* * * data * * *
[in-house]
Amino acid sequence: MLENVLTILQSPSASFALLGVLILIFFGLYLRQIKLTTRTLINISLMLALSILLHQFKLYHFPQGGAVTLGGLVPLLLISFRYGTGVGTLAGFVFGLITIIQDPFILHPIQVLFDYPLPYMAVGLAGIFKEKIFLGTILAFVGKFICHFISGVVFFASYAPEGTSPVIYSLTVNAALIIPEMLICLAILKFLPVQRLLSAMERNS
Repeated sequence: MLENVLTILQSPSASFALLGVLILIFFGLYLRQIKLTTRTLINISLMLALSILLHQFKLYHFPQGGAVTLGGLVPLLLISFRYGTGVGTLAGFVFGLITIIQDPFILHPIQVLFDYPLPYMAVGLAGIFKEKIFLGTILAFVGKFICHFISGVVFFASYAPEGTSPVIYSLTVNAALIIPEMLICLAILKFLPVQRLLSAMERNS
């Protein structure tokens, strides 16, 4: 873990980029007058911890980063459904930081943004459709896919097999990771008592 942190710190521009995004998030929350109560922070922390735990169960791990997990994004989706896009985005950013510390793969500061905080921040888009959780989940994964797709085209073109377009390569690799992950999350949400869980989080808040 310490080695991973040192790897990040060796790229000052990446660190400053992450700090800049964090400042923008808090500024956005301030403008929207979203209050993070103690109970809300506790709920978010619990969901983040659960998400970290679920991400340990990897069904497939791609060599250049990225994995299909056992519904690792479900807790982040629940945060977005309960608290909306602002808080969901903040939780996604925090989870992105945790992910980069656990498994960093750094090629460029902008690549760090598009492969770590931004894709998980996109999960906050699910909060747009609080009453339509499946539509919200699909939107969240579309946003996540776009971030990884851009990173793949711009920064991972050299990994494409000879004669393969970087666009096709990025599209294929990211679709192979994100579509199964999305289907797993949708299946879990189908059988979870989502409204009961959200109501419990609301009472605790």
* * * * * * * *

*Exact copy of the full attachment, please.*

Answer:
[in-house]
Amino acid sequence: MLENVLTILQSPSASFALLGVLILIFFGLYLRQIKLTTRTLINISLMLALSILLHQFKLYHFPQGGAVTLGGLVPLLLISFRYGTGVGTLAGFVFGLITIIQDPFILHPIQVLFDYPLPYMAVGLAGIFKEKIFLGTILAFVGKFICHFISGVVFFASYAPEGTSPVIYSLTVNAALIIPEMLICLAILKFLPVQRLLSAMERNS
Repeated sequence: MLENVLTILQSPSASFALLGVLILIFFGLYLRQIKLTTRTLINISLMLALSILLHQFKLYHFPQGGAVTLGGLVPLLLISFRYGTGVGTLAGFVFGLITIIQDPFILHPIQVLFDYPLPYMAVGLAGIFKEKIFLGTILAFVGKFICHFISGVVFFASYAPEGTSPVIYSLTVNAALIIPEMLICLAILKFLPVQRLLSAMERNS
């Protein structure tokens, strides 16, 4: 873990980029007058911890980063459904930081943004459709896919097999990771008592 942190710190521009995004998030929350109560922070922390735990169960791990997990994004989706896009985005950013510390793969500061905080921040888009959780989940994964797709085209073109377009390569690799992950999350949400869980989080808040 310490080695991973040192790897990040060796790229000052990446660190400053992450700090800049964090400042923008808090500024956005301030403008929207979203209050993070103690109970809300506790709920978010619990969901983040659960998400970290679920991400340990990897069904497939791609060599250049990225994995299909056992519904690792479900807790982040629940945060977005309960608290909306602002808080969901903040939780996604925090989870992105945790992910980069656990498994960093750094090629460029902008690549760090598009492969770590931004894709998980996109999960906050699910909060747009609080009453339509499946539509919200699909939107969240579309946003996540776009971030990884851009990173793949711009920064991972050299990994494409000879004669393969970087666009096709990025599209294929990211679709192979994100579509199964999305289907797993949708299946879990189908059988979870989502409204009961959200109501419990609301009472605790």